Company staff from all industries increasingly interact with societal actors. Whether you like it or not, the daily reality of dealing with non-technical, social or environmental risks, is increasingly on the agenda of business managers. To support you in your efforts, CWP, together with staff in the field, have developed a training, assessment and coaching program. It includes the following topics:
Many of us have been taught to view company stakeholders in terms of their potential impact on the company. Then we develop strategies based on that company-stakeholder analysis. Also, we have a tendency to respond to stakeholders only after an issue affects the company. In that case we practise issue management. In this training module you will learn a new and more comprehensive way of looking at stakeholders. This is the societal model, which is gaining ground in forward-looking companies. It positions sustainable development – and/or its varied components -- in the centre, and the company as one of the multiple stakeholders of that development. This view helps business managers get ahead of the game in terms of issues and stakeholders hitting the company.
Increasingly our companies are confronted with societal or non-technical risks. Research estimates that the majority of budget overruns and project delays are now due to social and environmental issues, not to commercial or technical issues. So how to deal with them, or better even, how to be ahead of them and effectively manage risks so that they don´t result in budget delays and cost over-runs? How do we organise internally in a practical and value-adding way? This training will help answer those questions and provide you structured and sustainable ways to manage societal risks.
Many of us tend to classify non-governmental organisations (NGOs) in terms of in favour or against business. We then base our management decisions with regards to engaging with these organisations on those broad assumptions. Business approaches to NGOs range from “don´t trust them” to “it is always good to partner with NGOs”. None of these approaches will work. To understand the best way forward for your company this training module explains four types of relationships your company can have with NGOs, the risks involved for each type and the ideal responses. The training challenges you to review the relationship types you have with NGOs and provides solutions for dealing with the most complex relations.
Whilst community members have an option to go to court if they have a grievance against the company, it is preferable that they come to you first to see if you can resolve disputes through dialogue. Therefore, it is important to have a well-functioning grievance mechanism that allows all those affected by your business or your supply chain to express their grievances and seek solutions. A grievance mechanism serves as an early-warning system and ensures you can take measures before things blow out of control. In this module you will understand how to design or review your grievance mechanism and how to manage grievances in a way that prevents social risks from becoming hard realities.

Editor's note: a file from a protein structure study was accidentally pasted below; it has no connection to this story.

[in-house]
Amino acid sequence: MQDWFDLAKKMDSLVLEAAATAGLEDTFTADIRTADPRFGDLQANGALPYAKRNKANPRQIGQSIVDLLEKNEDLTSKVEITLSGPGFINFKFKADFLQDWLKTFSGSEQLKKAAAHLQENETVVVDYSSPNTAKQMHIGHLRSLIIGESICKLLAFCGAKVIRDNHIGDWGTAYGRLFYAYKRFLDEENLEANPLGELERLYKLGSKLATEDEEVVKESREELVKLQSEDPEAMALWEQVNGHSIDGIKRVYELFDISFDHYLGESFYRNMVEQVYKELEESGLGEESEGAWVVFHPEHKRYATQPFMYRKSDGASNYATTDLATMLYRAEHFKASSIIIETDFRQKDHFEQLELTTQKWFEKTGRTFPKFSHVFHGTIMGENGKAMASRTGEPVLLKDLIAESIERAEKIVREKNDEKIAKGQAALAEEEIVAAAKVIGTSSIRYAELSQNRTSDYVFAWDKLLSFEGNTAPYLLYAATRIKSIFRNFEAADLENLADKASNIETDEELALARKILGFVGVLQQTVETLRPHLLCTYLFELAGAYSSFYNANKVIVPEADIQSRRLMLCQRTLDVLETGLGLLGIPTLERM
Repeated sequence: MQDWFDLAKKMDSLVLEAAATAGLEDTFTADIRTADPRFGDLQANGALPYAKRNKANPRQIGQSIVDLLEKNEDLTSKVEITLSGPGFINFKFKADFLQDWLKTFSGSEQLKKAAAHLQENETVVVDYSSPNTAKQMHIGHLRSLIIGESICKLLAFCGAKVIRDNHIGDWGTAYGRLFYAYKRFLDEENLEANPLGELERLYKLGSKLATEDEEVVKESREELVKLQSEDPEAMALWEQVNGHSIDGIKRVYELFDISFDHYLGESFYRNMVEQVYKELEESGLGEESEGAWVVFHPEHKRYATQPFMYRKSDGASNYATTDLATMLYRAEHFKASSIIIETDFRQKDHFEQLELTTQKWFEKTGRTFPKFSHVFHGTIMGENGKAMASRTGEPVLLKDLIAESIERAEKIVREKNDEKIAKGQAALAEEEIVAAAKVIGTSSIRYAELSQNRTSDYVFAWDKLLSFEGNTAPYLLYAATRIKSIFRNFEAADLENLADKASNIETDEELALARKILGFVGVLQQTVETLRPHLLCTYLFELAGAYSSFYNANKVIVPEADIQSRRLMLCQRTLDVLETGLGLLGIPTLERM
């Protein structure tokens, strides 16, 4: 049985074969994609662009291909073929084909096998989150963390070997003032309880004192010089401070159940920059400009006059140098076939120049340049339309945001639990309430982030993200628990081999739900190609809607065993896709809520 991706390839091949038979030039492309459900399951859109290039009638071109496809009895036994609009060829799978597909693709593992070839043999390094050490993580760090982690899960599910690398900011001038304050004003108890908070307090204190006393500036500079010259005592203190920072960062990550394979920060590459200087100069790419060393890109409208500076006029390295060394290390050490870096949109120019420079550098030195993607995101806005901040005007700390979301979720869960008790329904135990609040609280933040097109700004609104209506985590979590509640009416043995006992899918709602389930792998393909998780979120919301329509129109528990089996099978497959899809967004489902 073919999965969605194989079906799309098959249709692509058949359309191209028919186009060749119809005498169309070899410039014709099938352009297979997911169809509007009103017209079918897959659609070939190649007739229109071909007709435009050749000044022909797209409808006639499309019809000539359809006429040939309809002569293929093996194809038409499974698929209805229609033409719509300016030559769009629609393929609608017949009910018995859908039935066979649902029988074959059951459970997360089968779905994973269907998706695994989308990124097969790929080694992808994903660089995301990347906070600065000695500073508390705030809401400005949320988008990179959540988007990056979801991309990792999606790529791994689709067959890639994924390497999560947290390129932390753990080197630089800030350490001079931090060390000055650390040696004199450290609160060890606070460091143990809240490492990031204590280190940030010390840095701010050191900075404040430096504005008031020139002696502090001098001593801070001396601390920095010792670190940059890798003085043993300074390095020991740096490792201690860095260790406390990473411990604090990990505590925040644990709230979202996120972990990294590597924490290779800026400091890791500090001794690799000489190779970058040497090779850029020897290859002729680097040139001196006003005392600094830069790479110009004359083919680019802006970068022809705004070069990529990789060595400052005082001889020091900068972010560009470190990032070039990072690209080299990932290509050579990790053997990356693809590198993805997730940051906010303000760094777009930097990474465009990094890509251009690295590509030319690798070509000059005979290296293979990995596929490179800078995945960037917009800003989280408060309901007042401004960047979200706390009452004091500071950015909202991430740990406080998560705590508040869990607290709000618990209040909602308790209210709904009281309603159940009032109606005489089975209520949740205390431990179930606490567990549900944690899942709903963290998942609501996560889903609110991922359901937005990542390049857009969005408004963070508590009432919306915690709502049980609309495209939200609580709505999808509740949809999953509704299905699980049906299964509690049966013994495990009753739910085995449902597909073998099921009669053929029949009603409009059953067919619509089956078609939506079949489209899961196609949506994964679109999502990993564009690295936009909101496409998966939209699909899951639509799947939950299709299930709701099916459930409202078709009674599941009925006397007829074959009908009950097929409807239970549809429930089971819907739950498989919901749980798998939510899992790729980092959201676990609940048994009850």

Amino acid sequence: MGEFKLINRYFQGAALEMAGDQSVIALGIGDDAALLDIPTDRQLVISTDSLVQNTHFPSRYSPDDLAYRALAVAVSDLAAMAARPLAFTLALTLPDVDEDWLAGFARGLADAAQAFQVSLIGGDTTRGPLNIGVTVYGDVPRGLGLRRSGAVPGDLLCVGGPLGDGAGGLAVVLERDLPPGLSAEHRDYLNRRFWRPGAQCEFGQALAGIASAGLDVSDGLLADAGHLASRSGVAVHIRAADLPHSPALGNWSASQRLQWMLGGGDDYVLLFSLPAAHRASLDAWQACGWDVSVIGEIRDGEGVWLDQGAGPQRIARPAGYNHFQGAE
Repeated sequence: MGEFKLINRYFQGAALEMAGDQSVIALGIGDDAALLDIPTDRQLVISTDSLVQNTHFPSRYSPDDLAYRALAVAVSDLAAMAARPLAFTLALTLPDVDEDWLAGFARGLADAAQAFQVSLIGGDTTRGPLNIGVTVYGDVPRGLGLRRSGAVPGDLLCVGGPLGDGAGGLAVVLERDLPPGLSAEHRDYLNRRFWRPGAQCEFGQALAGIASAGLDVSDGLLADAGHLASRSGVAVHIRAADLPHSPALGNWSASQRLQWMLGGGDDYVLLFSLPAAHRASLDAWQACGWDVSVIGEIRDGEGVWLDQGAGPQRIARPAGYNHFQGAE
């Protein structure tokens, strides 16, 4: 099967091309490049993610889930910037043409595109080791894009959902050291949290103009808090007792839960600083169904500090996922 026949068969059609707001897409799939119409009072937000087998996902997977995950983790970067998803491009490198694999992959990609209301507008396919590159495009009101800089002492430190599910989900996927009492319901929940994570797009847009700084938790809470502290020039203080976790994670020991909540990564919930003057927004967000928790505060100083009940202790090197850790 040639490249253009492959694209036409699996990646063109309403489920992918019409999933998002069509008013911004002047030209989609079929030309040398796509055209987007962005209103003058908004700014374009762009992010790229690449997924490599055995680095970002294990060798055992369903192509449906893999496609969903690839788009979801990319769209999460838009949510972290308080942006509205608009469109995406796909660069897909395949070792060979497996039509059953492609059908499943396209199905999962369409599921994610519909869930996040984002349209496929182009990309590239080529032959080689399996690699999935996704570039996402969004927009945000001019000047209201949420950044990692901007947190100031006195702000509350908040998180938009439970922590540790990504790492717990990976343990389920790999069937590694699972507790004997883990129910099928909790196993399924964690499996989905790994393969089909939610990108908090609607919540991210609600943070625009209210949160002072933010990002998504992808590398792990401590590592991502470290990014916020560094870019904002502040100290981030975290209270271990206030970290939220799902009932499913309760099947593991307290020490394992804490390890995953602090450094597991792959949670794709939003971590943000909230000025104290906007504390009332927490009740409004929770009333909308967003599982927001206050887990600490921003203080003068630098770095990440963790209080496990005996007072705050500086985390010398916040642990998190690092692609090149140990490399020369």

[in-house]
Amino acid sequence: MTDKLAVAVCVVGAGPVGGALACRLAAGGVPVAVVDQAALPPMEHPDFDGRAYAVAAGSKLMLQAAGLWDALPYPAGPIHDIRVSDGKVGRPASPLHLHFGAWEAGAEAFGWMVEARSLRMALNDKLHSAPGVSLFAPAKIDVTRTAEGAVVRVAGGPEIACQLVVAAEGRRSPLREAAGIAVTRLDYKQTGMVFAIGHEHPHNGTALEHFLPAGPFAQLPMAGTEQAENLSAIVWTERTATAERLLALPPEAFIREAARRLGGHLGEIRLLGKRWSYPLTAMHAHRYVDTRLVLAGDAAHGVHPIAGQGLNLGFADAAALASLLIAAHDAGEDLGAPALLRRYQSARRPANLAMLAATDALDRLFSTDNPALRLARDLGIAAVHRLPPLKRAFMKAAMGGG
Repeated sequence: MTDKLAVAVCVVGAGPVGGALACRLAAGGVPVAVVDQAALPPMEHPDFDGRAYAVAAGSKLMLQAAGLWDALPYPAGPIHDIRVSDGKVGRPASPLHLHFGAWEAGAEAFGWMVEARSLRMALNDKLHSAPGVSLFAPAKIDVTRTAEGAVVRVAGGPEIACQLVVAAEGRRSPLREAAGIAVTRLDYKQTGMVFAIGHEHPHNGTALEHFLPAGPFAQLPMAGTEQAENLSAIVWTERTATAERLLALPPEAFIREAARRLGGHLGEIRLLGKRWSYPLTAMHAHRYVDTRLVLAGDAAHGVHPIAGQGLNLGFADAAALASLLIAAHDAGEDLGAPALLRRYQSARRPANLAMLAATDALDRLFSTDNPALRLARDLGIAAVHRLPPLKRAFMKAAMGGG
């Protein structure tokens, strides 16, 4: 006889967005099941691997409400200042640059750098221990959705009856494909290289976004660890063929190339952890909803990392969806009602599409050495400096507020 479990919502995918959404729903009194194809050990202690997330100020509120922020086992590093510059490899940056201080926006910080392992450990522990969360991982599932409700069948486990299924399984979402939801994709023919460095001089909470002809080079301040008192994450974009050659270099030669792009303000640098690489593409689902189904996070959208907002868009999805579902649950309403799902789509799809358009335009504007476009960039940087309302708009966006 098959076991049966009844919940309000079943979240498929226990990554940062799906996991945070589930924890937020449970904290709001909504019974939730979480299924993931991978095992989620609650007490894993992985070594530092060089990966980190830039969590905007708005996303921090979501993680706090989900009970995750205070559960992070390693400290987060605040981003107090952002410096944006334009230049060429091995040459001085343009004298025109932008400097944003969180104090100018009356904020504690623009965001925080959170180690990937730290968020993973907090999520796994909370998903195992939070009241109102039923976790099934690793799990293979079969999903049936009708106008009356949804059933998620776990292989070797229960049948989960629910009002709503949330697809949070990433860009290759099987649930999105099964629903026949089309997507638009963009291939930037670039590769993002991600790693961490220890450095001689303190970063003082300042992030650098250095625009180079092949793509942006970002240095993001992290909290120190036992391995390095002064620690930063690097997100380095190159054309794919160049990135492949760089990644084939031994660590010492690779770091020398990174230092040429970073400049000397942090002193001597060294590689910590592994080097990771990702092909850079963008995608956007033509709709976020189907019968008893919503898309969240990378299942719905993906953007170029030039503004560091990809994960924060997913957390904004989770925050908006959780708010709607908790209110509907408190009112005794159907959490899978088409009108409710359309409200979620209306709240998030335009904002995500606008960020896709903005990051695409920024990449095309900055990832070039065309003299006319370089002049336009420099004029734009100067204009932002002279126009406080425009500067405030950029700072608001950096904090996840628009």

Working together with stakeholders of sustainable development in a certain region or sector means all engage with development issues relevant for the area where the company is based or the sector it operates in. This allows the company to understand other actors in society and be aware of the challenges and needs of these stakeholders. It fits with the societal model as a business manager is not reactive in terms of responding to actors or issues, but pro-active and in constant dialogue with others. This training recognises that setting up a multi-stakeholder initiative is easier said than done. It provides managers with tools and tips to ensure that efforts in this area are targeted and effective.
When operating in conflict or post-conflict areas, or considering doing so, a business manager has to deal with exceptional circumstances. Unfortunately, due to the large number of countries and regions that have a precarious public-order situation, many businesses are confronted with these challenging circumstances. In this training, we will be looking into concrete actions the company can take to avoid the conflict becoming part of its business as well as aspects such as security, neutrality, economic and social impact and peace-keeping or peace-building.
Company staff dealing with societal / non-technical risks.
Project managers, country or plant managers, community liaison officers, risk compliance staff, CSR/sustainability managers, external affairs managers, and technical managers needing to learn about non-technical issues.